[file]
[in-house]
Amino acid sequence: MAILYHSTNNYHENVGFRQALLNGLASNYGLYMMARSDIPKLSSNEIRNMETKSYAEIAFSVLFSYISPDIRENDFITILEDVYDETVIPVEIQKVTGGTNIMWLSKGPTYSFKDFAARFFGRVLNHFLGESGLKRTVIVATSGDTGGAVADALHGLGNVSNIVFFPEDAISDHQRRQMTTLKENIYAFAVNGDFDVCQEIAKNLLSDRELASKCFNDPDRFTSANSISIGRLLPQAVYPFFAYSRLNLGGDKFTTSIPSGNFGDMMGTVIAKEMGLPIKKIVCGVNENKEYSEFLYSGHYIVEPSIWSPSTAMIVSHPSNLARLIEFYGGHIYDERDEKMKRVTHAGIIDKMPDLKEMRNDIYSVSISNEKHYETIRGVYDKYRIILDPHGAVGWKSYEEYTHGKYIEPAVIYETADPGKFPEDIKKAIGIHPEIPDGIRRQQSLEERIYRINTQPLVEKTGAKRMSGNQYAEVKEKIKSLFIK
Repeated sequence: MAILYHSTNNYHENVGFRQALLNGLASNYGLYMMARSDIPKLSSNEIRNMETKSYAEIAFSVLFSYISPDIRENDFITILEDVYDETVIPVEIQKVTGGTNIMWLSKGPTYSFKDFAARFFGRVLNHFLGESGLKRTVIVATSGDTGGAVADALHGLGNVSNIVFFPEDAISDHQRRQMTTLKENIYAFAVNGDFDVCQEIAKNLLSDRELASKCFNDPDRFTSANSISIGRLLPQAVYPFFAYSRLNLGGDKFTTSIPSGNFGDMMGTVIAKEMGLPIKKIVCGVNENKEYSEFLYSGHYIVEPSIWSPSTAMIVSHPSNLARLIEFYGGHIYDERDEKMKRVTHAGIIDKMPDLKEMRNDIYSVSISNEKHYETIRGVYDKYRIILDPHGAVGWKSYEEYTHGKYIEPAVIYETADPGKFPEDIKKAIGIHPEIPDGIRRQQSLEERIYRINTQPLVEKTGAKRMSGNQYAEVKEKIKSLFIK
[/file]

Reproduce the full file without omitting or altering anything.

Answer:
[in-house]
Amino acid sequence: MAILYHSTNNYHENVGFRQALLNGLASNYGLYMMARSDIPKLSSNEIRNMETKSYAEIAFSVLFSYISPDIRENDFITILEDVYDETVIPVEIQKVTGGTNIMWLSKGPTYSFKDFAARFFGRVLNHFLGESGLKRTVIVATSGDTGGAVADALHGLGNVSNIVFFPEDAISDHQRRQMTTLKENIYAFAVNGDFDVCQEIAKNLLSDRELASKCFNDPDRFTSANSISIGRLLPQAVYPFFAYSRLNLGGDKFTTSIPSGNFGDMMGTVIAKEMGLPIKKIVCGVNENKEYSEFLYSGHYIVEPSIWSPSTAMIVSHPSNLARLIEFYGGHIYDERDEKMKRVTHAGIIDKMPDLKEMRNDIYSVSISNEKHYETIRGVYDKYRIILDPHGAVGWKSYEEYTHGKYIEPAVIYETADPGKFPEDIKKAIGIHPEIPDGIRRQQSLEERIYRINTQPLVEKTGAKRMSGNQYAEVKEKIKSLFIK
Repeated sequence: MAILYHSTNNYHENVGFRQALLNGLASNYGLYMMARSDIPKLSSNEIRNMETKSYAEIAFSVLFSYISPDIRENDFITILEDVYDETVIPVEIQKVTGGTNIMWLSKGPTYSFKDFAARFFGRVLNHFLGESGLKRTVIVATSGDTGGAVADALHGLGNVSNIVFFPEDAISDHQRRQMTTLKENIYAFAVNGDFDVCQEIAKNLLSDRELASKCFNDPDRFTSANSISIGRLLPQAVYPFFAYSRLNLGGDKFTTSIPSGNFGDMMGTVIAKEMGLPIKKIVCGVNENKEYSEFLYSGHYIVEPSIWSPSTAMIVSHPSNLARLIEFYGGHIYDERDEKMKRVTHAGIIDKMPDLKEMRNDIYSVSISNEKHYETIRGVYDKYRIILDPHGAVGWKSYEEYTHGKYIEPAVIYETADPGKFPEDIKKAIGIHPEIPDGIRRQQSLEERIYRINTQPLVEKTGAKRMSGNQYAEVKEKIKSLFIK